A331842


Number of positive integer solutions (x,y) to the equation x^y = y^(nx).


1



4, 4, 4, 4, 5, 4, 5, 4, 5, 3, 9, 3, 5, 6, 8, 3, 7, 3, 7, 5, 6, 4, 9, 4, 5, 7, 8, 3, 9, 3, 7, 5, 5, 6, 10, 3, 5, 5, 10, 3, 9, 3, 7, 8, 5, 4, 12, 4, 8, 5, 8, 3, 10, 5, 9, 5, 6, 3, 14, 4, 5, 8, 8, 5, 9, 3, 7, 6, 9, 3, 14, 3, 5, 9, 7, 6, 9, 4, 11, 6, 5, 3, 13
(list;
graph;
refs;
listen;
history;
text;
internal format)



OFFSET

2,1


COMMENTS

a(n) > d(n), where d(n) = A000005(n) is the number of divisors of n, because x = y = 1 is a solution for all n and for every divisor j of n, x = ((1 + 1/j)*n)^j, y = ((1 + 1/j)*n)^(j + 1) is a solution. The difference a(n)  d(n) can get arbitrarily large. The smallest n for which a(n) >= d(n) + 4 is n = 10800.


LINKS

Pontus von Brömssen, Table of n, a(n) for n = 2..16384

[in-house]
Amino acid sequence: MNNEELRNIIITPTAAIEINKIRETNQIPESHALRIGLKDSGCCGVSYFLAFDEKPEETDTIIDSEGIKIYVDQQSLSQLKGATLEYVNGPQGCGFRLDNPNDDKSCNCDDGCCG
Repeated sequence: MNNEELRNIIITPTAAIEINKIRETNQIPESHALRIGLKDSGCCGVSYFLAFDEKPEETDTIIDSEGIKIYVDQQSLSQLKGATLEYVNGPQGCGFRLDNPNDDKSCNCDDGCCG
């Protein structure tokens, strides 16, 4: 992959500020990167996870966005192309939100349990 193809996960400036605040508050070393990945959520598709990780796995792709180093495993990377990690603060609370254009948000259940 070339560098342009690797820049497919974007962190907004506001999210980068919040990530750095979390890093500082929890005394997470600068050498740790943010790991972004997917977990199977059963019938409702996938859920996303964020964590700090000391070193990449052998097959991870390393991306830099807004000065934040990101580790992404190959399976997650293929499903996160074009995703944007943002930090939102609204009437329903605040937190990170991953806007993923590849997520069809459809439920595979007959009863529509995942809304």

EXAMPLE

For n = 15, the 1 + d(n) = 5 "standard" solutions are (1, 1), (30, 30^2), (20^3, 20^4), (18^5, 18^6), and (16^15, 16^16). In addition to these, (5^3, 5^5) is a solution, so a(15) = 6.
For n = 10800, the 3 "nonstandard" solutions are (180, 180^3), (30^2, 30^5), and (108^25, 108^27), so a(10800) = d(n) + 4 = 64.


PROG

(Python)
import sympy
def A331842(n):
c=0
d=sympy.divisors(n)
i=2
while 2**i<=n*(1+i):
for j in d:
if sympy.gcd(i, j)==1:
e=sympy.perfect_power(n+i*n//j, [i])
if e and e[1]%i==0: # The divisibility test is not necessary from version 1.5 of sympy.
c+=1 # Count the solution (x, y)=(m^j, m^(j+i)), where m=e[0]**(e[1]//i).
i+=1
return c+1+len(d) # Add the number of "standard" solutions.


CROSSREFS

Cf. A000005.
Sequence in context: A174444 A268237 A276866 * A006264 A134994 A138195
Adjacent sequences: A331839 A331840 A331841 * A331843 A331844 A331845


KEYWORD

nonn


AUTHOR

Pontus von Brömssen, Jan 29 2020


STATUS

approved